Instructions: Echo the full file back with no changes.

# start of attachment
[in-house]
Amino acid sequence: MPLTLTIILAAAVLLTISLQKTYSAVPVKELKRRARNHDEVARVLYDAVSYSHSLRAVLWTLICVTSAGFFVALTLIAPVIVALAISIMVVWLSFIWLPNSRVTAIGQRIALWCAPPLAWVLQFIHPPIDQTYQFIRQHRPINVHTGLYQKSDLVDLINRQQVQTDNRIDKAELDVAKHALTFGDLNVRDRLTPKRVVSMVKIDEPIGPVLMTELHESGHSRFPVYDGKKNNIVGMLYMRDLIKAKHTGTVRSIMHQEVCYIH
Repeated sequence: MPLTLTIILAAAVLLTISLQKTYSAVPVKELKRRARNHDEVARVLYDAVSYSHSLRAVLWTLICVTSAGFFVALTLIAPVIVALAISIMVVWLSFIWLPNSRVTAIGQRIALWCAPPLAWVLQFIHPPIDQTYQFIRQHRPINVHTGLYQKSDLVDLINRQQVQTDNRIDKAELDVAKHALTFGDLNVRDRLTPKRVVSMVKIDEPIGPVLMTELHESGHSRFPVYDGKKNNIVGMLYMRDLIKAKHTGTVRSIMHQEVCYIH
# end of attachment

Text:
[in-house]
Amino acid sequence: MPLTLTIILAAAVLLTISLQKTYSAVPVKELKRRARNHDEVARVLYDAVSYSHSLRAVLWTLICVTSAGFFVALTLIAPVIVALAISIMVVWLSFIWLPNSRVTAIGQRIALWCAPPLAWVLQFIHPPIDQTYQFIRQHRPINVHTGLYQKSDLVDLINRQQVQTDNRIDKAELDVAKHALTFGDLNVRDRLTPKRVVSMVKIDEPIGPVLMTELHESGHSRFPVYDGKKNNIVGMLYMRDLIKAKHTGTVRSIMHQEVCYIH
Repeated sequence: MPLTLTIILAAAVLLTISLQKTYSAVPVKELKRRARNHDEVARVLYDAVSYSHSLRAVLWTLICVTSAGFFVALTLIAPVIVALAISIMVVWLSFIWLPNSRVTAIGQRIALWCAPPLAWVLQFIHPPIDQTYQFIRQHRPINVHTGLYQKSDLVDLINRQQVQTDNRIDKAELDVAKHALTFGDLNVRDRLTPKRVVSMVKIDEPIGPVLMTELHESGHSRFPVYDGKKNNIVGMLYMRDLIKAKHTGTVRSIMHQEVCYIH